In the mid 1800s a few Europeans were privileged to witness the last of the bunya harvests. One was Tom Petrie, whose experiences were produced as a book by his daughter (his book can be downloaded here). Alas, with the complete breakdown of the Aboriginal way of life, the harvests soon ceased. The older bunya trees in the forest survive as living links back to the bunya harvest times. On one of my last trips several trees had been felled (as a result of storm damage) giving a good chance to look at the growth rings. I’ve also looked long and hard at some of the biggest trees, trying to decide if the scars up their trunks might have been hand and foot holds cut by people during the harvests. I could have saved myself the trouble if I had already read Petrie. He said that the Aborigines used this method on other trees – but not the bunyas, as they were considered too sacred.
And so those comments in ‘Dark Emu’ that blew me away. Pascoe wrote:
“But they chose to share the resource, actively pursuing the opportunity to attract other clans into their country for the purposes of cultural and social exchange. The resource was more than a commodity; it was a civilising glue“
He then went on to quote the anthropologist William Stanner (from Bird-Rose, in Edwards 1987):
“One of the most striking things is that there are no great conflicts over power, no great contests for place and office. This single fact explains much else, because it rules out so much that is destructive of stability … There are no wars of invasion to seize territory. “
And here we get to the nub of the whole issue.
I had long-known about the bunya harvests but it wasn’t until I read Pascoe’s comment and then Stanner’s in Dark Emu that the implications really started to sink in. There are no indications that the hugely important resource of bunya nuts was coveted and fought over, or was jealously protected as a core wealth of some state. Think what was likely to have happened if the Bunya Mountains were not in Queensland, but somewhere in the middle of Europe. Or if you prefer, that around two thousand years ago, the human inhabitants of Australia and Europe were magically switched over night. It’s not too much to imagine that the forest would have been fought over as various kings or warlords tried to add it to their list of achievements. Or perhaps just as likely, they would have been caught up in some religious war, where one side disagreed with the other sides interpretation of theological details, invaded, butchered the occupants and burnt the trees for good measure.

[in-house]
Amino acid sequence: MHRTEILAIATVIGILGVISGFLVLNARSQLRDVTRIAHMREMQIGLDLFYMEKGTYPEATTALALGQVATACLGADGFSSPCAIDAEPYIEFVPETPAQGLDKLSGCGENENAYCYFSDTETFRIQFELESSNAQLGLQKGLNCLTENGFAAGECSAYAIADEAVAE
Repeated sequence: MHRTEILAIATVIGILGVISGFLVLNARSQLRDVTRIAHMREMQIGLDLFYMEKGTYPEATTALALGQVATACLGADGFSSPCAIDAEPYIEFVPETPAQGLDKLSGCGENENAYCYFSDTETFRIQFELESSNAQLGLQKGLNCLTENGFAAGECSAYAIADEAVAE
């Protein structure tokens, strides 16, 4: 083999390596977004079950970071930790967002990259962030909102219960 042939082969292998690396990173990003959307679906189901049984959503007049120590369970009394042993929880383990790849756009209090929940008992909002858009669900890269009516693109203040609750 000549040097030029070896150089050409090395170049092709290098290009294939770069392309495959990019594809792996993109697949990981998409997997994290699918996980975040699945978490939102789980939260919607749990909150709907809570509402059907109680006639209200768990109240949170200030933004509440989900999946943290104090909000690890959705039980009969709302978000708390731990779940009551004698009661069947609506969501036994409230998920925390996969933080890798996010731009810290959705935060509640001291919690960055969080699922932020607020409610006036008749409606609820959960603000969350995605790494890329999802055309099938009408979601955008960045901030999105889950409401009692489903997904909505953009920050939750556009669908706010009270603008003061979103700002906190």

Aboriginal life was not some sort of love-in. It may have been egalitarian and sharing – but even Petrie noted that the Bunya feasts “always ended up with a big fight, and at least one combatant was sure to be killed.”
But that this massively important resource was shared with people for hundreds of kilometers around, probably for thousands of years, and without triggering wars of conquest is a stunning indication of just how different Australia was. Growing up with a standard western mind-set one can too easily fall into the trap of thinking that some behaviour, i.e. endless cycles of territory-grabbing and empire-building, is simply innate to human nature. It takes some thing special, like the Bunya Mountains and their nut harvests, to shake us out of that.
The Bunya Mountains are a long day’s drive from Brisbane – in fact, round about the limit of a sensible day-out. But given their profound importance, perhaps we might want to make the trip even longer. Walking somewhere is the perfect pace for contemplating a landscape. It’s been something like a century and a half since people walked from all over Queensland to the Bunyas, and perhaps we should be doing it again. Maybe it’s time for Queensland to re-establish some walking trails to the Bunyas.
Edwards, W.H. 1987. Traditional Aboriginal Society. Macmillan, South Yarra.
Fensham, RJ and Fairfax, RJ. 1996a. The disappearing grassy balds of the Bunya Mountains, south-eastern Queensland. Australian Journal of Botany, 44: 543–558.
Fensham, RJ and Fairfax, RJ. 1996b. The grassy balds on the Bunya Mountains, south-eastern Queensland. Floristics and conservation issues. Cunninghamia, 4: 511–523.
Fensham, RJ and Fairfax, RJ. 2006. Can burning restrict eucalypt invasion on grassy balds? Austral Ecology, 31: 317–325.
Stanner, W.E.H. 1979. White Man Got No Dreaming: Essays, 1938-73. It’s not the source of Pascoe’s quote, but Stanner’s famous book is highly-recommended.
Webb, LJ. 1964. An historical interpretation of the grass balds of the Bunya Mountains, south Queensland. Ecology, 45: 159–162
Note that Australia’s Bicentennial National Trail passes through Yarraman, about 30 km from the Bunyas.